Archive for the ‘7 Gifts’ Category

Vienna’s Seventh Gift to the World: Vienna Virus and the consequences


Viruses are programs that self-replicate recursively, meaning that infected systems spread the virus to other systems, which then propagate the virus further. While many viruses contain a destructive payload, it’s quite common for viruses to do nothing more than spread from one system to another.

During the early days of malware, most people had no idea what a virus was or how it spread. It wasn’t until the “Vienna” virus of 1987 attracted media attention that people began to take interest. A search was on for the author of “Vienna” and it was a high school student from (guess what) Vienna who created the code as an experiment. A guy called Bernt Fix was able to neutralize the “Vienna” outbreak, bringing to light the antivirus industry.

So, first big media attention for a virus and first neutralisation procedure of a virus. Not bad, I would say.

Vienna’s Sixth Gift to the World: Coffee(houses)

The Viennese middle class is quite xenophobic. Nothing particularly special about that, if there wasn’t the second “Türkenbelagerung”. Just for the sake of making the intro of this article more interesting, I conclude that the battle still has social significance up until today. And it might even really make sense, as, that’s when the idea of “coffeehouses” was, once again, migrated from Asia to Europe.

While the first coffee was served in Berlin, we were smart enough to apply an early form of guerrilla marketing, certainly out of the subconscious but obsessive perfectionism, by sweetening the otherwise bitter black cup of liquid. Milk! Honey! (Sugar!) World fame!

Of all the opened coffeehouses over Europe, Vienna’s are those that kept traditions, of course with European modifications, yet always going with the zeitgeist. Quite common today for example, are the types where the alternative/creative industry/artsy fartsy people hang out. But self service? Good luck finding one. We prefer grumpy editions of waiters, occasionally forgetting and mixing up your order.

Lots of surrounding explanation, what does that practically mean? As opposed to other places, coffeehouses count as “living space”. You don’t order, drink, and leave as soon as you’ve finished – you sit down, and stay for hours, maybe even the whole day. The best part is, you don’t have to consume all the time, but you get free tap water (of incredibly quality, but that’s worth another story) as soon as you’re done with whatever’s on your table.

The lovely ceiling of the Prückel

There are still cafés with the same furniture as 50 years ago, and there are cafés that are also a record store, or furniture store. There is local jargon, as well as actual specialities like Einspänner and Melange, of which the latter is similar to a Cappuccino.

There’s far too much to explain here, so since there is far too much alcohol in my blood to make this straight, I’ll upload this embarrassing piece of blah just to force you to visit us and feel for yourself ;)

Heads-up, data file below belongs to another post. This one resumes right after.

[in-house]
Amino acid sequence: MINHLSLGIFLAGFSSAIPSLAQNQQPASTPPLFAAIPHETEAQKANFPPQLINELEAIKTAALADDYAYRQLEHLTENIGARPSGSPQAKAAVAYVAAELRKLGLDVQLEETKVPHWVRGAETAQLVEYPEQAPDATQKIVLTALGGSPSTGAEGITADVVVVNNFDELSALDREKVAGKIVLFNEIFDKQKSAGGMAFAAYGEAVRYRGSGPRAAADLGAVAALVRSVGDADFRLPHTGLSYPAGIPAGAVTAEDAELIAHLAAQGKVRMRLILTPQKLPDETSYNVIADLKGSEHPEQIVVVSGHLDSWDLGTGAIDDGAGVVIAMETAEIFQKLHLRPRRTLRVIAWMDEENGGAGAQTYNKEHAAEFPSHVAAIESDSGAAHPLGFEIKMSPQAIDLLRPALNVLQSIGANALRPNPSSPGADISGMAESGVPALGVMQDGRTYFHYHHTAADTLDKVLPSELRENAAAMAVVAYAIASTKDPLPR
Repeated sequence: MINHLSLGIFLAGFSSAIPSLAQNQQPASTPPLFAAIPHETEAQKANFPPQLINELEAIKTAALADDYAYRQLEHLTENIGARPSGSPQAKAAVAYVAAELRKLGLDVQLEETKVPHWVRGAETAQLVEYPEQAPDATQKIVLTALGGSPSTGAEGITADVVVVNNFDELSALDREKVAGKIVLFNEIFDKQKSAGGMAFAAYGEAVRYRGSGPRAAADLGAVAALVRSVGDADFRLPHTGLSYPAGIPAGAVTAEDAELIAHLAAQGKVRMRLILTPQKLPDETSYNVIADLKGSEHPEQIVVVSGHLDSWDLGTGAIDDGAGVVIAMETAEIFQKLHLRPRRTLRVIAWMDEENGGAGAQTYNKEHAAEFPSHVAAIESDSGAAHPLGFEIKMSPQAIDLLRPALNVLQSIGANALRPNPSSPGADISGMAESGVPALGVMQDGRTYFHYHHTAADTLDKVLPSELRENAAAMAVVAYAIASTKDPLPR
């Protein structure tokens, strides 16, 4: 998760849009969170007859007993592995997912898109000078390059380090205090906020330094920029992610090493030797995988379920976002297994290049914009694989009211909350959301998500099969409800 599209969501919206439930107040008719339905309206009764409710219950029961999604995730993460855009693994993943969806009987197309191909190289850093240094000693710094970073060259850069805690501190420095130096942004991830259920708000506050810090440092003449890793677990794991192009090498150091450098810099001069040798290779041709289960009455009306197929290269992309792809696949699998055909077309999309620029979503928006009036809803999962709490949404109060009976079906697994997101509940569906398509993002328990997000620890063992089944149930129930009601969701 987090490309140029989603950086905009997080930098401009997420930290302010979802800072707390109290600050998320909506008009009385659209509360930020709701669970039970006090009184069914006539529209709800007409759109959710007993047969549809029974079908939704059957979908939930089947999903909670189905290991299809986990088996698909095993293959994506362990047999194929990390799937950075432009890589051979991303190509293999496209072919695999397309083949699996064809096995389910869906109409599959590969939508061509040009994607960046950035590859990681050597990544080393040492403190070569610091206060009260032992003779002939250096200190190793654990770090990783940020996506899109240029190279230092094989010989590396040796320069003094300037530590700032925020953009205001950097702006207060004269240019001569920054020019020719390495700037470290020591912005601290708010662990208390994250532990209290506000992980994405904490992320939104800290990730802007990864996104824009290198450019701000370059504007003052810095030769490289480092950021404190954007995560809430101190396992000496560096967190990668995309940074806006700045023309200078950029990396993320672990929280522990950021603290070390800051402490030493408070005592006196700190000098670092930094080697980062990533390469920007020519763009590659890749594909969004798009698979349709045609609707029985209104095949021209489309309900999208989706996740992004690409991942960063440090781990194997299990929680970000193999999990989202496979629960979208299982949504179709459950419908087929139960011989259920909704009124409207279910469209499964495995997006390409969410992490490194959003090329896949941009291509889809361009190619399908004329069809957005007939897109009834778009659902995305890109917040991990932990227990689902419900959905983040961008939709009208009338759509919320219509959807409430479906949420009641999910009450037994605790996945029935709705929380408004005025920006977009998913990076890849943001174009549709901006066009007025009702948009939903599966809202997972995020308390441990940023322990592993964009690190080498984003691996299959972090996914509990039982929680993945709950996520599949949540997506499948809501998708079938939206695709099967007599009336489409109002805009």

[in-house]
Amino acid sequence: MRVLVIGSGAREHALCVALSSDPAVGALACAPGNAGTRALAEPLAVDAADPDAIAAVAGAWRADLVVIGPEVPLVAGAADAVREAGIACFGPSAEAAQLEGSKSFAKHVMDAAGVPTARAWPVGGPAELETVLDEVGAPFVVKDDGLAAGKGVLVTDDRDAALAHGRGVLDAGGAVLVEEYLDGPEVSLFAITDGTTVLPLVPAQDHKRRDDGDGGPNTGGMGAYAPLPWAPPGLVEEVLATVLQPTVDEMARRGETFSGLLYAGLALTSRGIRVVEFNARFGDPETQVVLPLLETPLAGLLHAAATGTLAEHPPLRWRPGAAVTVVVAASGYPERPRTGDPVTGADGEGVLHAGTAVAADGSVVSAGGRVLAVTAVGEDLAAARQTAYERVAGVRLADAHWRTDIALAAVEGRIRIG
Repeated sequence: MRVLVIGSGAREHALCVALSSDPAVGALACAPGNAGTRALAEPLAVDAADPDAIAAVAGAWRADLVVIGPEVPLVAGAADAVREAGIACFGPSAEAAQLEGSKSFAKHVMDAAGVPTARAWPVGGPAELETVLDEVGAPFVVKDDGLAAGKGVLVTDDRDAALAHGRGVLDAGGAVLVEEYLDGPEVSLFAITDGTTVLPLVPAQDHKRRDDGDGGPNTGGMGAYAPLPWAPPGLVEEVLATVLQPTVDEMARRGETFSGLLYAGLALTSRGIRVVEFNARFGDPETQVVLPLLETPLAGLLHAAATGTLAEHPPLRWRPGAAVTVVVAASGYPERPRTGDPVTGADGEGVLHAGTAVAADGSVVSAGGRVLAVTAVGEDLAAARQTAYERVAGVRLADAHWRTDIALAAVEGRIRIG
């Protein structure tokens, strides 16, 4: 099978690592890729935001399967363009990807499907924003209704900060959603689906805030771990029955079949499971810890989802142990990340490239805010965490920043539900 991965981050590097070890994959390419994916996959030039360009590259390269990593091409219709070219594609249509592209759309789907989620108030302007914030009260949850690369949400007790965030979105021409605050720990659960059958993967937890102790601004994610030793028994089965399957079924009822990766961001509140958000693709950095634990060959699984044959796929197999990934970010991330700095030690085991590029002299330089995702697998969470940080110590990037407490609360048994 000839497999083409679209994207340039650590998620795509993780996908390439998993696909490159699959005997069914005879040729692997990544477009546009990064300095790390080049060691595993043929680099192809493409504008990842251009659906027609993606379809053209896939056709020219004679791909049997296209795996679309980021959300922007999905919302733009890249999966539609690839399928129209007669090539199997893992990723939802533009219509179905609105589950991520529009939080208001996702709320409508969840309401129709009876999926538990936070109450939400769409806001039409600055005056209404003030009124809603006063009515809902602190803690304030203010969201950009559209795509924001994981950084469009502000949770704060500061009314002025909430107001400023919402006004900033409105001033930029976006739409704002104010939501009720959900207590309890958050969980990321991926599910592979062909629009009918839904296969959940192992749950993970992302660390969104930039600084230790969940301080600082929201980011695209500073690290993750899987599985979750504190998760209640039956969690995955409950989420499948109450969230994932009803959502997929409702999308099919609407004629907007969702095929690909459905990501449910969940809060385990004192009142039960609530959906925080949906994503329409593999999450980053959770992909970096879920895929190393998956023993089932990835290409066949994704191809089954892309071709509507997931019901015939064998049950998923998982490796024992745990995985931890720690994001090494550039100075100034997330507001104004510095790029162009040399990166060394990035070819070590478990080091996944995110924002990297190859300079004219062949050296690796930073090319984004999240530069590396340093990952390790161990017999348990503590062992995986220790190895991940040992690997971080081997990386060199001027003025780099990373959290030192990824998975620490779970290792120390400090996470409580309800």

Vienna’s Fifth Gift to the world: New Electronic Music

Some day back in 1991 music programmer Klaus Filip introduced his new music production tool Iloop to his friend Christoph Kurzmann, who installed it on his laptop to use it as a completely new voice in improvisational music. While the rest of the world fell prey to grunge-rock in Vienna the birth of a new musical genre happened: electronic music, or to be more precise: a special kind of electroacustic improvisation. And because Kurzmann was the first to do this, I declare this Viennas gift to the world #5.


And for some years the Viennese electronic music scene became the spearhead of progressive music making (again). Christoph Kurzmann founded Charhizma records, his friend and London ex-pat Peter Rehberg aka Pita co-founded Mego together with Ramon Bauer aka Sluta Leta and they were the first to release music by Fennesz. In 1995 the hugely infulential PhonoTaktik festival drew people and artists from all around the world. The music still is everything a regular music listener doesn’t want: usually slow paced, amorphous and refusing to fall into regular rhythms, minimal to monotony, perusing noise to form atmosphere and harmonies. Moreover usually completely instrumental and with a mania for detail only otherwise found in japanese artist’s work. And it is still the most exciting kind of music for people fanatic about music, aka readers of The Wire.
Then Kruder & Dorfmeister went on to global fame and in their wake Vienna was drowned underneath tons and tons of laid back grooves that became known as the Vienna coffee house sound. But the remains of these more forming years from 1991 to 1995 can still be heard in what has become known as clicks’n’cuts, minimal techno and too many other genre names that are too hard to follow but exciting to discover. If you want to check out history in your local record store, search for names like: Pita, Kurzmann, Fennesz, General Magic, Farmers Manual, Bruckmayr, Thilges3, Sluta Leta, Patrik Pulsinger, Lichtenberg, amo.